Radio in Malaysia has a long history dating back as early as 1921. Once seen as a valuable medium to disseminate important informatio...
How would Malaysian ghouls fare in contemporary Malaysian settings?
We all grew up listening to old wives’ tales about local spirits and monsters, either from our elders or through shared whispers among friends. Growing up in Malaysia, we’ve all been advised – whether in jest or in all seriousness – to beware the scent of the frangipani and to jangan pandang belakang. With Ramadhan over, it is believed that all demons and spirits will be set free again to roam amongst us. Here, we take a look at several familiar characters re-imagined in everyday circumstances, leading regular lives just like the rest of us.
Life is hard as an Orang Minyak who’s afraid of boiling oil. You might find it ironic but hey, boiling oil is scary when it sizzles and splashes all over; regardless of whether you’re covered head to toe in grease or not. More modest and straight-laced than the legends give him credit for, this Orang Minyak simply wants to make an honest living selling his famous keropok lekor and curries. Unfortunately, this means that he has to deal with the unpleasant task of frying those delicious snacks. Fortunately, he will never ever run out of oil!
In this age, the dating scene can sometimes be heartbreakingly tough. What more for the Penanggalan with her dangling entrails (lungs, stomach and intestines), long rolling tongue and piercing red eyes that will immediately send any potential suitors running helter skelter. Just as she thought she would never find anyone to love, she chanced upon her future mate while visiting an art gallery. Considering how he looks like, she is quite confident she has finally found the one person that will truly understand her.
Unlike the other ghosts on the list, the Pocong is the least intimidating one of all. In fact, all it does is mostly hop around while being covered entirely in a white shroud tied above its head and at its neck. No sharp fangs or screeching sounds, the Pocong is pretty docile-like and someone we could immediately imagine being friends with. Though, 24-hour coin laundromats are probably the Pocong’s new bestie. Constantly hopping around in a white sheet in this humid weather is bound to elicit some nasty odours and stains. A Pocong’s got to change. Luckily, a quick wash and dry is now conveniently at hand in most areas!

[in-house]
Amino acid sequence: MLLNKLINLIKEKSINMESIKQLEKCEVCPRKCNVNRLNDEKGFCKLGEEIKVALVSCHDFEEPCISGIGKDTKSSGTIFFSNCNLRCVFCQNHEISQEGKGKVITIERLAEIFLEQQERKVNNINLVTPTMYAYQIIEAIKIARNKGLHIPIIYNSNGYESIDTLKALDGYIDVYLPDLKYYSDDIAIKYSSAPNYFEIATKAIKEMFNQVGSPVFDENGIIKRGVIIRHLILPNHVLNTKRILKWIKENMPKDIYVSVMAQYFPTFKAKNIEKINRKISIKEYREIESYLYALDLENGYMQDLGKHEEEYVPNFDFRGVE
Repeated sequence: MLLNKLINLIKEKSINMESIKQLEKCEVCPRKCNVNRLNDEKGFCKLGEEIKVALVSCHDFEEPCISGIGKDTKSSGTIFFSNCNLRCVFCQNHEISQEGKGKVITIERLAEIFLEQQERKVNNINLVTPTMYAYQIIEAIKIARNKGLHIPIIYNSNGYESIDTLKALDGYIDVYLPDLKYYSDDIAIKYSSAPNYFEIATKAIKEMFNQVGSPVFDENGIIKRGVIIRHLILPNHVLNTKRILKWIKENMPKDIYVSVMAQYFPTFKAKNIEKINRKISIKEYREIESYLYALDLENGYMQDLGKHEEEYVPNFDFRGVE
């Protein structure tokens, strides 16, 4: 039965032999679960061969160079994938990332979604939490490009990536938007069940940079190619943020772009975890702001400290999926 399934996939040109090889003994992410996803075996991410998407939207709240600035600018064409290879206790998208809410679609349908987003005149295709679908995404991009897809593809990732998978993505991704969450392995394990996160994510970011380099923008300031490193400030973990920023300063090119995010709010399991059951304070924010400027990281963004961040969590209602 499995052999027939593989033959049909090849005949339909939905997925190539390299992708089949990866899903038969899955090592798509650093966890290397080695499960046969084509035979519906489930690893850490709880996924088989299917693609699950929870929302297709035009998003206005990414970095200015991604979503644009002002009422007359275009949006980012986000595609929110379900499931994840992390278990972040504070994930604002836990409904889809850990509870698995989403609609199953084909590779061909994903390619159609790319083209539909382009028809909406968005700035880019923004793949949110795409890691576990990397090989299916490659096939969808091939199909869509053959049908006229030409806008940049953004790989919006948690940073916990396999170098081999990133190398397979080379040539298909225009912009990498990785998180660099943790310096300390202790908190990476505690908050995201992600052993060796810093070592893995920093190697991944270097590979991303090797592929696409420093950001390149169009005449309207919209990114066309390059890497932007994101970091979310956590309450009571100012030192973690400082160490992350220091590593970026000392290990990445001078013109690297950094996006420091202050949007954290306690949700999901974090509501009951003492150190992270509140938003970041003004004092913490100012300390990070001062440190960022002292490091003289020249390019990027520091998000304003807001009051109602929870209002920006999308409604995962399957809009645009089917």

With her long, black hair and the ability to transform into a young and beautiful female form, the Pontianak is one of the most feared of Malaysian ghosts because of her predatory instinct. But forget sucking blood and preying on the opposite sex. This Pontianak is a girl on a mission. All she wants to do is to rock it out on stage with her own band to roaring cheers. She counts Led Zeppelin, Guns N’ Roses and AC/DC as her inspiration. Judging from her determination and ever growing crowd of male fans (those charming good looks sure don’t hurt), we are certain we will be seeing her at the top of the music charts pretty soon!
As expected of a creature with a child-like temperament, the playground is probably one of the Toyol’s favourite haunts. They are usually described to be knee-high in height with greenish coloured skin, sharp teeth, big eyes and pointy ears - similar looking to a goblin or leprechaun. Ever filled with mischief, the Toyol would be a handful for any babysitter. Take your eyes off them and they might just be wreaking havoc all over the very next second. Be careful not to give them anything sugary too, or they will be running circles around you even quicker than you expect!
By Lyn Ong
Photos and illustrations by Lyn Ong
With cervical cancer being the second most common cancer among Malaysian women, University of Malaysia’s clinician-scientist Pr...
From a sleepy village to a thriving commercial and tourism centre, Bentong, Pahang has stood the test of time and is now seeing a rev...
With a couple thousands songs under his belt, Datuk Seri Dr Ahmad Nawab has helped build a reputation for Malaysian popular music, at...